“Abandon all varieties of religion and just surrender unto Me. I shall deliver you from all sinful reaction. Do not fear.” (Lord Krishna, Bhagavad-gita, 18.66)
माम् एकं शरणं व्रज
अहं त्वां सर्व-पापेभ्यो
मोक्षयिष्यामि मा शुचः
mām ekaṁ śaraṇaṁ vraja
ahaṁ tvāṁ sarva-pāpebhyo
mokṣayiṣyāmi mā śucaḥ
Friend1: The concept of salvation is certainly not exclusive to any one religion.
Friend2: Explain what you mean by “salvation.”
Friend1: The idea that everyone in this world is a sinner. That is the reason for being here, in the first place. Not through work alone does the situation change. Not through knowledge, sacrifice, penance, austerity, or any other specifically designated effort.
Friend2: Then what is the solution?
Friend1: Born-again faith.
Friend2: Oh. In a particular person?
Friend1: Sure, or a sacred book. The idea is that you must have faith. Otherwise, everything is hopeless.
Friend2: What happens if you fail to acquire such faith in this lifetime?
Friend1: I think most of the religions say that you are out of luck. Condemned to hell.
Friend2: Forever? No chance at redemption?
Friend1: This is your chance. Don’t let it go to waste.
Friend2: Okay, but what about those who pass on before they have the option to make a conscious decision?
Friend1: Babies, children, and the like?
Friend2: Or even someone who never gets the chance to hear about the need for salvation. Not everyone goes through the exact same cycle of life. What is the fate of such a person?
Friend1: I don’t know. I’ve heard different explanations. One is that the higher authorities involved in a specific faith give every person a chance at some point.
Friend2: What about the child in the womb?
Friend1: Yes, I never said I was an expert on these rules [smiling].
Friend2: Alright; no problem.
Friend1: Anyway, my question to you relates to the Vedas, and specifically the Bhagavad-gita. We have the promise from Shri Krishna, the Supreme Personality of Godhead, that a person who abandons all kinds of dharma in favor of surrender to Him has no reason to fear.
Friend2: They will be delivered, or “saved” if we want to stay consistent with the theme of today. They are protected from any negative consequences attached to giving up a specific dharma, which is a kind of system of religion or rule-set.
Friend1: Okay, so I understand that Krishna makes this promise at the end of the discussion with Arjuna. There is so much philosophy presented. It is a science for realizing the self; not just blind faith. At the same time, couldn’t someone make the accusation that the followers of the Vedas are insisting on the same kind of born-again faith for achieving salvation?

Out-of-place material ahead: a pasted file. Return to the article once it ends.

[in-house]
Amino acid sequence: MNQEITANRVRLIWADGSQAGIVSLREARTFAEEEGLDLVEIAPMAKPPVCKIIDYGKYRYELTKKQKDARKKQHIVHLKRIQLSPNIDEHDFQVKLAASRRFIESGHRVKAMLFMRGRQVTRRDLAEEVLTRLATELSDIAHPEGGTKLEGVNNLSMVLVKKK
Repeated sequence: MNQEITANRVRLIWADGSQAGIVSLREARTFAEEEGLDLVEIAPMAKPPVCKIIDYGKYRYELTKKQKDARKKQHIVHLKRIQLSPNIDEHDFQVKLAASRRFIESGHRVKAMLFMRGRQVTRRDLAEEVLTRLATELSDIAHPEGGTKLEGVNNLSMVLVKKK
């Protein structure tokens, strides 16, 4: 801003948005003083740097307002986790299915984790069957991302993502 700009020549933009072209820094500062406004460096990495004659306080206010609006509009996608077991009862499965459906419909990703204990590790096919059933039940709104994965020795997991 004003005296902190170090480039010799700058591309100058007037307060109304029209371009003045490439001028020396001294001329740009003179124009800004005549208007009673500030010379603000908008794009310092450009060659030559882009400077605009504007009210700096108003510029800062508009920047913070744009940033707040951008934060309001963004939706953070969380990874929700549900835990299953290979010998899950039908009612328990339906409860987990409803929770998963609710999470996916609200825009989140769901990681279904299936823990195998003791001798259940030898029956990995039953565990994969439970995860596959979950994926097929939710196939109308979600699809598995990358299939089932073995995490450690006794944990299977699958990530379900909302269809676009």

Friend2: It’s not the only way, though. And there are different kinds of liberation. Someone who enjoys speaking on the Vedic science enjoys hearing such challenges.
Friend1: Why is that?
Friend2: Because the person on the other side has no idea what they are about to hear. The transmigration of the soul. The concept of karma. The fundamental difference between body and spirit. The imperishable nature of the individual. The different kinds of bodies he can inhabit. The different kinds of worlds in which a person can take birth.
Friend1: Sure, that’s great, but how does it tie in to the concept of salvation?
Friend2: Again, you get a better understanding of what liberation means. It is the end to the cycle of birth and death. There are different kinds of enjoyment afterwards. A person who does not surrender to Krishna is not forever doomed. There is always a chance, since the Supreme Lord stays close by in the heart. He is the source of strength in both the sinner and the saint. The thief gets as much intelligence from Krishna as the world-famous preacher with hundreds of followers.
Friend1: But we do insist on surrender. We advise people to chant the holy names: Hare Krishna Hare Krishna, Krishna Krishna, Hare Hare, Hare Rama Hare Rama, Rama Rama, Hare Hare.
Friend2: The discussion can continue for years and years to explain the glories of sharanagati, of experiencing the bliss of the shelter of the Supreme Lord. The short summary is that the devotion to Krishna is not exclusive. It does not invalidate any of the promises presented by the other faiths.
Friend2: There can only be one God. There is only one real religion. Perhaps it is explained in different ways based on time and circumstance, but the individual is always separate from the temporary conditions of the material world. He is always spirit soul, part and parcel of God. Connecting with Krishna means understanding and enjoying God in His complete feature. It means experiencing the best kind of life in liberation. The promise is not for scaring anyone; it is for alleviating concerns related to abiding by this rule and that. It is for removing doubts.
On born-again faith insisting,
With this logic persisting.
Of no other path aware,
Dedication with humble prayer.
Vedas the complete explanation giving,
Of just how in liberation living.
That no more on suffering wheel spinning,
Eternal association of Krishna winning.